CARACAS, April 27 (Reuters) - Venezuela's soaring prices and chronic shortages have left 65-year-old homemaker Alida Gonzalez struggling to put meals on the table.
She and her four family members in the Caracas slum of Petare now routinely skip one meal per day and increasingly rely on starches to make up for proteins that are too expensive or simply unavailable.
"With the money we used to spend on breakfast, lunch and dinner, we can now buy only breakfast, and not a very good one," said Gonzalez in her home, which on a recent day contained just half a kilo of chicken (about a pound), four plantains, some cooking oil, a small packet of rice, and a mango.
The family did not know when they would be able to buy more.
%shareLinks-quote="You have to get into these never ending lines - all day, five in the morning until three in the afternoon - to see if you get a couple of little bags of flour or some butter." type="quote" author="Jhonny Mendez" authordesc="Taxi driver" isquoteoftheday="false"%
Recession and a dysfunctional state-run economy are forcing many in the South American OPEC country of 30 million to reduce consumption and eat less-balanced meals.
In a recent survey by researchers from three major universities often critical of the government, 87 percent of the respondents said their income was insufficient to purchase food.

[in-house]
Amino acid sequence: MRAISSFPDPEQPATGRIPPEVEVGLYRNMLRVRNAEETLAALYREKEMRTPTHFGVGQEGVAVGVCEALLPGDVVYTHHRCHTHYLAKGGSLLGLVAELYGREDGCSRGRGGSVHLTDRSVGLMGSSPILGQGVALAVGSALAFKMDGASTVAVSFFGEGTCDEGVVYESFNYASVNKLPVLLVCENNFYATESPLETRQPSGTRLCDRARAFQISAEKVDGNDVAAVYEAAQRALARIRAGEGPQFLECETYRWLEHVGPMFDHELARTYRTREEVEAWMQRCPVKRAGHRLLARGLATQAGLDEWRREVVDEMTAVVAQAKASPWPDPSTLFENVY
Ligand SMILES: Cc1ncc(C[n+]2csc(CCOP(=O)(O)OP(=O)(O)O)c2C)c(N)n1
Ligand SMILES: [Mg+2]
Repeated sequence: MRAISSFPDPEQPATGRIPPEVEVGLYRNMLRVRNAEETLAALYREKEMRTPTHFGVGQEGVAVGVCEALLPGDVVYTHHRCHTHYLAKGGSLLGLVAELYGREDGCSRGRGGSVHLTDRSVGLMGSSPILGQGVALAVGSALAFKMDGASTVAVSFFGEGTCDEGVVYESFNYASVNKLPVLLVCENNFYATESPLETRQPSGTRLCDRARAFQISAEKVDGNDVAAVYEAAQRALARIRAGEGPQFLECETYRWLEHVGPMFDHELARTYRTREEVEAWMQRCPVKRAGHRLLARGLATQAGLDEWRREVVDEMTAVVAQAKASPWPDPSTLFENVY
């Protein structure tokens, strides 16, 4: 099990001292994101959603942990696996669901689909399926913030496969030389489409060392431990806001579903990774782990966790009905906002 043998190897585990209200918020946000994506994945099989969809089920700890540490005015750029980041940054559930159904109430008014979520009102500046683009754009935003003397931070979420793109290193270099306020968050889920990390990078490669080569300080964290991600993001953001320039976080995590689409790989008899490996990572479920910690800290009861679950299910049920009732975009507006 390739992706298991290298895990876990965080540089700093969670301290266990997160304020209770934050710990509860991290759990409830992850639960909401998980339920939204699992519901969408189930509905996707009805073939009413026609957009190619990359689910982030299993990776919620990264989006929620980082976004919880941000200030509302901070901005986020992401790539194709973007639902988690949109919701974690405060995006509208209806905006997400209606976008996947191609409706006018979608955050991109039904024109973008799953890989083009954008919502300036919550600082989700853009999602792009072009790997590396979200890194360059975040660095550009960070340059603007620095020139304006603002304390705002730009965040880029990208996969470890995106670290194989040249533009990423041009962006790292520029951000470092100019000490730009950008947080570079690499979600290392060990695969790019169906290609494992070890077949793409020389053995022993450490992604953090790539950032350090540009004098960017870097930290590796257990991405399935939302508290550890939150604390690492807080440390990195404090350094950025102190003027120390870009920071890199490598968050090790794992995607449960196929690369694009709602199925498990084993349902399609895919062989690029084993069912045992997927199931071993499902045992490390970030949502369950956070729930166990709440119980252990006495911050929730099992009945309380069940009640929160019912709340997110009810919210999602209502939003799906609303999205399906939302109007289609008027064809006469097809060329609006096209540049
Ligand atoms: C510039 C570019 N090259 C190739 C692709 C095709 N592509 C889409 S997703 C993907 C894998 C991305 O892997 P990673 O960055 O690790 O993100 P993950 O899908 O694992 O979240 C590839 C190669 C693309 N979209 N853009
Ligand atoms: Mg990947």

The study of nearly 1,500 families found rising percentages of carbohydrates in diets, and found that 12 percent of those interviewed do not eat three meals a day.
Government supporters have long pointed proudly to the improvement in eating under late socialist leader Hugo Chavez, who used oil income to subsidize food for the poor during his 14-year rule and won United Nations plaudits for it.
But President Nicolas Maduro, Chavez's successor, has faced a collapse in the price of oil, which provides almost all foreign income. He further has blamed an opposition-led "economic war," though critics deride that as an excuse.
Either way, Venezuelans are tired and cross.
A minimum wage is now only around 20 percent of the cost of feeding a family of five, according to one monitoring group. Lines snake around state supermarkets from before dawn.
"You have to get into these never ending lines - all day, five in the morning until three in the afternoon - to see if you get a couple of little bags of flour or some butter," said taxi driver Jhonny Mendez, 58.
"It makes a person want to cry."
Natalia Guerra, 45, lives in a small home in Petare with eight relatives, only one of whom has a significant salary.
She remembers buying milk for her own kids but now cannot find any for her grandchildren. "We're a big family, and it's constantly getting harder for us to eat," she said.